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Peat’s Sake: Drying And Burning Wetlands Amplify Global Warming
The long slow burn of smouldering peat mega-fires
From Indonesia to Botswana, from Scotland to North Carolina, peat mega-fires burn for months, destroy habitat, clog the air with haze, and self-accelerate climate change impacts
By Guillermo Rein
7 May, 2014
Smouldering combustion is the slow, low temperature, flameless burning of porous fuels. It is especially common in wildland fuels which are thermally thick and form a char on heating. In the natural environment, smouldering fires burn two types of biomass: thick fuels like tree branches or logs, and organic soils like the duff layer or peat. These are characterized by having a significantly greater thermal time compared to fine fuels like foliage. The persistent smouldering of thick fuels is typically observed for a few days after a flaming wildfire has passed, and it is often referred to as residual combustion. This can make residual smouldering be responsible for the majority of the biomass burned during a wildfires.
Peat soils are made by the natural accumulation of partially decayed biomass and are the largest reserves of terrestrial organic carbon. Because of this vast accumulation of fuel, once ignited, smouldering peat fires burn for very long periods of time (e.g. months, years) despite extensive rains, weather changes or fire-fighting attempts. Indeed, smouldering is the dominant combustion phenomena in mega-fires of peatlands which are the largest fires on Earth
in terms of fuel consumption. Smouldering fires contribute considerably to global greenhouse gas emissions, and result in widespread ecosystem destruction. Moreover, because peat is ancient carbon, and smouldering is enhanced under warmer and drier climates, it creates a positive feedback mechanism in the climate system, a self-accelerating global process [Rein, 2013].
Reports of peat fires lasting for several months are not unusual, like the 1997 Borneo fires in Indonesia, 2000 Okavango delta fires in Botswana or 2008 Evans Road fire in North Carolina, USA. Peat fires occur with some frequency worldwide in tropical, temperate and boreal regions. Droughts, drainage and changes in land use are thought to be main causes leading to the high flammability conditions of dry peatlands. Possible ignition events can be natural (e.g. lightning, self-heating, volcanic eruption) or anthropogenic (land management, accidental ignition, arson).
The most studied peat mega-fire took place in Indonesia in 1997 and led to an extreme haze event (see Figure 1). The smoke covered large parts of South-East Asia, even reaching Australia and China, and induced a surge of respiratory emergencies in the population and disruption of shipping and aviation routes for weeks. It was estimated that these fires released the equivalent to 13-40% of global man-made emissions of the year 1997 [Page et al, 2002]. This mega-fire was not an isolated case in the region, haze episodes have drifted to South East Asia once every three years on average. Rough figures at the global scale estimate that the average greenhouse gas emissions from peat fire is equivalent to >15% of manmade emissions.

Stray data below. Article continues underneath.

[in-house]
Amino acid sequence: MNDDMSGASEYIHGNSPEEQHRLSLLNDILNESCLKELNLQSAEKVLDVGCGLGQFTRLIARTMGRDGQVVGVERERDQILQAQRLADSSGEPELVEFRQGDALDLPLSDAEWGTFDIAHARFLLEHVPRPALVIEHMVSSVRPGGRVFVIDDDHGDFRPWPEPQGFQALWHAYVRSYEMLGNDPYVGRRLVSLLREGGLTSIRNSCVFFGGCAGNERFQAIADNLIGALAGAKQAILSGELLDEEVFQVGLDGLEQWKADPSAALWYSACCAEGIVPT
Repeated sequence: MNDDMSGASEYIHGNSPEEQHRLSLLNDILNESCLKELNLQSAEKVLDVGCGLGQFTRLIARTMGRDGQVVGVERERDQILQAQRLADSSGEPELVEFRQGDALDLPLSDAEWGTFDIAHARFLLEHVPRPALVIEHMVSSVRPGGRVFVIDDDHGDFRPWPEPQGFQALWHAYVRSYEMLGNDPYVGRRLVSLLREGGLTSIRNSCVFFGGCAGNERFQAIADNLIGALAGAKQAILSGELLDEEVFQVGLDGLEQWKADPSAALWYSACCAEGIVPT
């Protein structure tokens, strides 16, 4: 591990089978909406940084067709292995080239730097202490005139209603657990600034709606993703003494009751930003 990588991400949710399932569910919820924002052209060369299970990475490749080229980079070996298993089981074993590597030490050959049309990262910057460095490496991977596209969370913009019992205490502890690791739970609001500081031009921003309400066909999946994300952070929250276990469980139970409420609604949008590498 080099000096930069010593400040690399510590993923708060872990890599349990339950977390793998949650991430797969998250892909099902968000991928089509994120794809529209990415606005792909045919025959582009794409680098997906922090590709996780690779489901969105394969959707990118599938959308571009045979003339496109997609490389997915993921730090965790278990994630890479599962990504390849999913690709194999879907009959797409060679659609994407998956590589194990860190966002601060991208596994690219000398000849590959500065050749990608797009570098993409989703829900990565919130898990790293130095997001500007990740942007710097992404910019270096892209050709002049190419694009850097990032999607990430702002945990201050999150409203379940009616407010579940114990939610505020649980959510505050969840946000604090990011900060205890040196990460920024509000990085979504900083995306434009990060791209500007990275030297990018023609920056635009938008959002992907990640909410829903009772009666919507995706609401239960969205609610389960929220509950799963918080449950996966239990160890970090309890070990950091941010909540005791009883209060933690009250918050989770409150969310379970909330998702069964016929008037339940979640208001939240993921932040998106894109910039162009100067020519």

Due to its complexity and coupling of heat and mass transport with chemical processes inside a reactive porous media, and despite its broad implications to the environment, current understanding of smouldering combustion is limited, and considerably less advanced than flaming combustion [Rein, 2013].
The characteristic temperature and intensity of smouldering combustion are low compared to flaming combustion. Because of these characteristics, smouldering spreads in a creeping fashion, typically around 1 mm/min, which is two orders of magnitude slower than flame spread. A smouldering front can be initiated with weaker ignition sources and is more difficult to suppress than flaming combustion. This makes it the most persistent combustion phenomena.
Because the water content of wildland fuels like peat can vary naturally over a wide range of values (from dry to flooded), and because water represents a significant energy sink, moisture content is the single most important property governing the ignition and spread of smouldering wildfires. The critical moisture content for ignition (related to the moisture of extinction) of boreal peat has been measured around 120% in dry basis [Frandsen, 1997], although exact value depends on mineral content and density. Peat drier than this is susceptible to smouldering. The prominent